interpretation, and poetic diction. The structuralist model proposes a first stage which includes the use of

images, films, paintings with reference to the respective piece of poetry, the first exploration-reading, the

intuition of the theme and dominant feeling, selection of relevant lines, the analysis on lyrical sequences

or fragments and the final stage-open questions, interpretations, analogies. There is no rule in choosing

one or another model when teaching Romanian poets but one can consider the classical model with

Alecsandri and Eminescu and the structuralist one with poets such as Eminescu, Blaga or


Teaching drama can be done through a combination of methods since teaching itself is considered

to have a dramatic character. Moreover, taking into account the specific character of the genre, it can be

considered that plays are not meant to be read, that is why it is very important to see them on stage and

perceive the performative possibilities. A teacher may bring some elementsof the story, all the

information in the way of drama techniques – role playing, dialogue, audience participation, dramatic

tension, improvisation, the strategic use of interaction, space, movement, and gesture, the characters and

the setting but the whole image can be grasped only at the theatre. Students can also appreciate the non-

verbal elements in a play, such as gestures or sounds. Staged plays such as O scrisoare pierdută , O

noapte furtunoasă can be entirely seen, giving students clues in matter of content and ideas. Teaching

techniques can be student-centered and can lead to intellectual discovery of the text.


Judith A. Langer in Focus on Research: A Response-Based Approach to Reading Literature says

that students are part of the process of understanding literature. Whenever possible, the teacher should ask

questions that trigger students’ knowledge and encourage students to develop their own well-formed

interpretations and gain vision from others.

A teacher should remember that questioning, probing, and leaving room for future possible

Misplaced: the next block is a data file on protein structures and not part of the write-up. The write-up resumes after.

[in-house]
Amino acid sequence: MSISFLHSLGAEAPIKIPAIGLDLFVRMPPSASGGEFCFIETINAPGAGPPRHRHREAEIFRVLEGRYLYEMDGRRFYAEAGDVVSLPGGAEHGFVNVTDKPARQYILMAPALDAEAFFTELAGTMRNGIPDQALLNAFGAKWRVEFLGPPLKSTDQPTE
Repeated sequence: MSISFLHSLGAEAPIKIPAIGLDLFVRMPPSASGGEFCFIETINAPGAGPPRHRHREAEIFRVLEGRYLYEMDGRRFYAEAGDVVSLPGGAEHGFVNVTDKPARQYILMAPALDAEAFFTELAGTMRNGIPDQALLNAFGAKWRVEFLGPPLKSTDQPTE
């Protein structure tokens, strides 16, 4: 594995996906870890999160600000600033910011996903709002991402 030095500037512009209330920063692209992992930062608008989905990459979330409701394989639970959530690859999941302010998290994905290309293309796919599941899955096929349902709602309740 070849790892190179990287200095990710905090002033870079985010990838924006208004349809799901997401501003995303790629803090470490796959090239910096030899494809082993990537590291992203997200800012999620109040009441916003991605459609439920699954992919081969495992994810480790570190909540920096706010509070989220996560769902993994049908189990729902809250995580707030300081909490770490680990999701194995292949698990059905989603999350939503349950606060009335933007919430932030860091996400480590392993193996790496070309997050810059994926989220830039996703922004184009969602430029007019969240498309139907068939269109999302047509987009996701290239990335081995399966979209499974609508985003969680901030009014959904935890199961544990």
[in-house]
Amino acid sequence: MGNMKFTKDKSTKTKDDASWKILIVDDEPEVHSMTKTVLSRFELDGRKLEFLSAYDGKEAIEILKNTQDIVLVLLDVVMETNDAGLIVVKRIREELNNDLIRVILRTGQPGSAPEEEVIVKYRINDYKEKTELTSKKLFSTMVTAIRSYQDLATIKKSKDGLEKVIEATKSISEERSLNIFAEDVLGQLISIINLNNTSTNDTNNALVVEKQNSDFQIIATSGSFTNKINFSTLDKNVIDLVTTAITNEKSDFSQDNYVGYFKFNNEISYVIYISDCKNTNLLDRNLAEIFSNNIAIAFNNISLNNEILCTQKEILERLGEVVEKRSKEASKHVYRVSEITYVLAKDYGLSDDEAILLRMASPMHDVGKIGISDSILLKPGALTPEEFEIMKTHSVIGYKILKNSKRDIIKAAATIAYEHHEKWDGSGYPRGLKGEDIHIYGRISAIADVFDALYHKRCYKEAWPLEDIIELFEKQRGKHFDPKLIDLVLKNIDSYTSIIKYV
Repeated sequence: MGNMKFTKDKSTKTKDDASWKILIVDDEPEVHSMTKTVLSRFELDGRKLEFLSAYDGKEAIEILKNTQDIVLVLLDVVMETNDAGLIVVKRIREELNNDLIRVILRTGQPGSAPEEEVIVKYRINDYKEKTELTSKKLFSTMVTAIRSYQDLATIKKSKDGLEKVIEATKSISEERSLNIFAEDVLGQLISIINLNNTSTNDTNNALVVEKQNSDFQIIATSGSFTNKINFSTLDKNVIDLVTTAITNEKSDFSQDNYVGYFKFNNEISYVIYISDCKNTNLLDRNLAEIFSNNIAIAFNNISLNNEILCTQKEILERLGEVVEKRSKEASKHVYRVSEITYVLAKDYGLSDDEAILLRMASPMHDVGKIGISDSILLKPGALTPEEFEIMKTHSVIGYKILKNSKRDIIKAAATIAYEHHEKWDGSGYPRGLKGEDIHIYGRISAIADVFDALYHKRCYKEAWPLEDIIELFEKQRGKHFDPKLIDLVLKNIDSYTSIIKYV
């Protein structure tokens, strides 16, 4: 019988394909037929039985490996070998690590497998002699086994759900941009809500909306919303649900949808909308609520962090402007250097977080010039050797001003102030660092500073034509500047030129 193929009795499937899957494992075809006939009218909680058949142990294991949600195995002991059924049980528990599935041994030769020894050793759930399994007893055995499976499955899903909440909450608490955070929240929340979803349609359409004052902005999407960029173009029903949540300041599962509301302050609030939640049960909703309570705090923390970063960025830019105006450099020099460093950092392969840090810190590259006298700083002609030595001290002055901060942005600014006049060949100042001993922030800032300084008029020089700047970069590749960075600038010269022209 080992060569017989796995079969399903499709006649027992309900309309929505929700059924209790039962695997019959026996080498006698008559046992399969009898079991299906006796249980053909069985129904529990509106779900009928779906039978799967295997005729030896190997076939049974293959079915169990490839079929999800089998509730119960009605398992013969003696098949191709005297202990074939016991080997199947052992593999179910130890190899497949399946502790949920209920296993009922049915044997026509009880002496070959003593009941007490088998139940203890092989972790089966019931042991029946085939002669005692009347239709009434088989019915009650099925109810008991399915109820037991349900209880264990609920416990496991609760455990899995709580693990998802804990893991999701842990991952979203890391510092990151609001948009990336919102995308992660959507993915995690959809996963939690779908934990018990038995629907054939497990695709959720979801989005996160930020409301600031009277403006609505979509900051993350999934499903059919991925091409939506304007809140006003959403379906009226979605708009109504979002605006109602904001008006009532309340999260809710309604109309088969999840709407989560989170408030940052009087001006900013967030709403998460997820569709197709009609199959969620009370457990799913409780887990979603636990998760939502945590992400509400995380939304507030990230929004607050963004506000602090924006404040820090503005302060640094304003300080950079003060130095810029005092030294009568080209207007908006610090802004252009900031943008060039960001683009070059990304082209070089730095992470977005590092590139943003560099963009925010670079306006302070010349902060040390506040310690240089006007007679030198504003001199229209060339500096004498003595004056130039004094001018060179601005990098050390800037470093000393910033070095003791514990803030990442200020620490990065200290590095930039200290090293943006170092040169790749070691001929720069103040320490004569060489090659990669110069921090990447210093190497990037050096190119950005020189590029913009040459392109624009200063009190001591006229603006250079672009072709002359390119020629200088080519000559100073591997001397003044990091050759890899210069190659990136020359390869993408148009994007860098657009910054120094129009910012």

interpretations is at the heart of critical thinking in literature. Teachers as well as students need to be open

to possible meanings; in literary experiences here are no preconceived ends or final interpretations.

Teachers should also provide guidance and help students engage in more mature literary discussions by

eliciting their own responses, asking for clarification, inviting participation, and guiding them in

sustaining the discussion. Literature is closely connected to life; students come to think about their issues

in more complex ways and acquire deeper knowledge of the self.

While political, social and cultural developments profoundly shape the production and reception of

literature, literary works in turn also leave their traces in politics, culture and social life. Literature is able

to influence society; it can, for instance, question meaning and values, shape our tastes and transmit

knowledge or determine conflicts. Literature transforms our perception of reality and the ''real world" far

beyond the borders of literary discourse. Channeling the study of literature towards contents (a national

horizon and humanistic values) but also towards the training of how to teach literature will be an

important part in the development of knowledge in our students, in the forming of critical skills which

can be applied in the domain of literature and culture as well.